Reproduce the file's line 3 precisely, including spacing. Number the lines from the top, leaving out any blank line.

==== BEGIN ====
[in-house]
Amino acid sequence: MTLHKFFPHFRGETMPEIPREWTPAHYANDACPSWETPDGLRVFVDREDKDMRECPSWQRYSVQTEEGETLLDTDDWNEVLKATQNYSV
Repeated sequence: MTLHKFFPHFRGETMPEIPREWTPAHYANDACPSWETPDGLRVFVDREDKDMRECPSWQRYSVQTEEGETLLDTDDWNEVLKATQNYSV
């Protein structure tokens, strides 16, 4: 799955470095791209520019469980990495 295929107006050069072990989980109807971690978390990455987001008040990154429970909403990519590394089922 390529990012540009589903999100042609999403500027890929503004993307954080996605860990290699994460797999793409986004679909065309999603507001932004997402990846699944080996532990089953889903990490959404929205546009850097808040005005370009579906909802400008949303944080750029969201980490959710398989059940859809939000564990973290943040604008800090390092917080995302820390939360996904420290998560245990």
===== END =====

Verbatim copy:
Repeated sequence: MTLHKFFPHFRGETMPEIPREWTPAHYANDACPSWETPDGLRVFVDREDKDMRECPSWQRYSVQTEEGETLLDTDDWNEVLKATQNYSV